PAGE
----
Slade in Flame
Panther, St Albans, 1975
The blurb on the back:
Based on the hard-hitting film starring SLADE this story takes a savage look behind the scenes at the pop business. The music will never sound quite the same again.
In 1974 Slade seemed still to be the biggest rock band in the country. They'd started the year at the top of the singles charts with 'Merry Xmas Everybody', their sixth #1, and a greatest hits compilation, Sladest, heading for the top of the albums charts. With all the big hits co-written by band members Noddy Holder and Jim Lea, and with an impressive melodic gift accompanied by classic songwriting, they were the new Beatles. And so they decided to make a movie.
The resulting film, Slade in Flame, turned out surprisingly well. The story was the standard cliché of a band - here named Flame - fighting to make it in the pop industry, and the members of Slade were, as is traditional, cast as rock musicians. They acquitted themselves quite well, though only Noddy came close to revealing any natural screen presence. (His analysis of the others was that: 'Jimmy took it seriously; Don's very witty; Dave doesn't come out of it too well.') The real problem was not the film, nor the soundtrack, but the fact that by the time the thing was released, the bubble had burst.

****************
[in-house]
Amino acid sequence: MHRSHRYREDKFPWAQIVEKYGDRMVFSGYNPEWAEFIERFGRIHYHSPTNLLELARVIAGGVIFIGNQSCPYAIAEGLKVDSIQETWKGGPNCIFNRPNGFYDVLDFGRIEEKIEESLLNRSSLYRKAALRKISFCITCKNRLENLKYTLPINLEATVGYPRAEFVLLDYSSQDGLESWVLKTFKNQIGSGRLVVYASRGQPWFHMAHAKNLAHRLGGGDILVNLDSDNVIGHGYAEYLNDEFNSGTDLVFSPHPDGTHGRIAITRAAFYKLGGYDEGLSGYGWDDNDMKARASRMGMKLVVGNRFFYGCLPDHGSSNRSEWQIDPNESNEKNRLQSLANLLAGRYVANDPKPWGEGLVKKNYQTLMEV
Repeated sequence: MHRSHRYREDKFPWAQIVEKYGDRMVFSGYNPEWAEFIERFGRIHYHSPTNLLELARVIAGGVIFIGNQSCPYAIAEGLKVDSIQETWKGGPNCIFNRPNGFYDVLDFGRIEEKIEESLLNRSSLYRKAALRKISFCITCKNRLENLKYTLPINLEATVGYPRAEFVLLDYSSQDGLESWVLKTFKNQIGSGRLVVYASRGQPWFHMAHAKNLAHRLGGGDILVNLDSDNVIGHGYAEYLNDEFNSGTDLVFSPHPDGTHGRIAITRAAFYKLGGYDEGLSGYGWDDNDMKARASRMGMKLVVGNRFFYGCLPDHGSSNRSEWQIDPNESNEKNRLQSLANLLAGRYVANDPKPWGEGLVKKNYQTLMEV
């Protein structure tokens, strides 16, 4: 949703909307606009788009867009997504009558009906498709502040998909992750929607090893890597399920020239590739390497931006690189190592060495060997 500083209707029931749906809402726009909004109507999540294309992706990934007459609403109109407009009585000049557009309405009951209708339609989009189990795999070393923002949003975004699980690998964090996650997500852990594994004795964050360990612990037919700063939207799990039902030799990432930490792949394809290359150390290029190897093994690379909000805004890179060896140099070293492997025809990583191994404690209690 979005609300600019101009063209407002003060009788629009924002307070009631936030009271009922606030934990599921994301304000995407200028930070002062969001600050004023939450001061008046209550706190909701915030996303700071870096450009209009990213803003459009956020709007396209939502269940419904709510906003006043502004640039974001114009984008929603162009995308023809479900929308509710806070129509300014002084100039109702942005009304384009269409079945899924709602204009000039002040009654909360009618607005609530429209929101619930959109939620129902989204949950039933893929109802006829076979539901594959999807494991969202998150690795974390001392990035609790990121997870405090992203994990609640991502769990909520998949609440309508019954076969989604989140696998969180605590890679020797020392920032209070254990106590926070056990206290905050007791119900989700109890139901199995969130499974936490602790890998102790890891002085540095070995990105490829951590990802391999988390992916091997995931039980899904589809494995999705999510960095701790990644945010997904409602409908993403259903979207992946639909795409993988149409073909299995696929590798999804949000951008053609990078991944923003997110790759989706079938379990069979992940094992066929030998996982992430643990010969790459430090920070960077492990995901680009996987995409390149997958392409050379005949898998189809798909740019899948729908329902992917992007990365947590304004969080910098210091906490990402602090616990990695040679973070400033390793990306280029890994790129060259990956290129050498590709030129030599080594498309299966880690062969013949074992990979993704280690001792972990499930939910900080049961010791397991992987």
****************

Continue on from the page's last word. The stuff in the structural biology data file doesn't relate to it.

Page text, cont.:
1975 saw a complete withdrawal of popular support for the heroes of glam, and Slade were amongst those who got swept away in the tide of indifference. Turned out they weren't the new Beatles after all, they were just the old Oasis.
Because of that, the film effectively got lost, but it's worth searching out if you like 1970s rock (in a non-kitsch way). It was issued on video by Eagle Rock Entertainment in 2000. And the book's not bad either. Written by John Pidgeon (later to give us Rod Stewart and the Changing Faces, one of the better rock biographies in the 1970s) from a script by Andrew Birkin, it's efficient if uninspired. It's got eight pages of photos, as well. This isn't one of them:
Flame in concert
ENTERTAINMENT VALUE: 3/5
HIPNESS QUOTIENT: 4/5
and a neat bibliography
(have a look around, there's some great sheet music as well)
from the author of...
rock & roll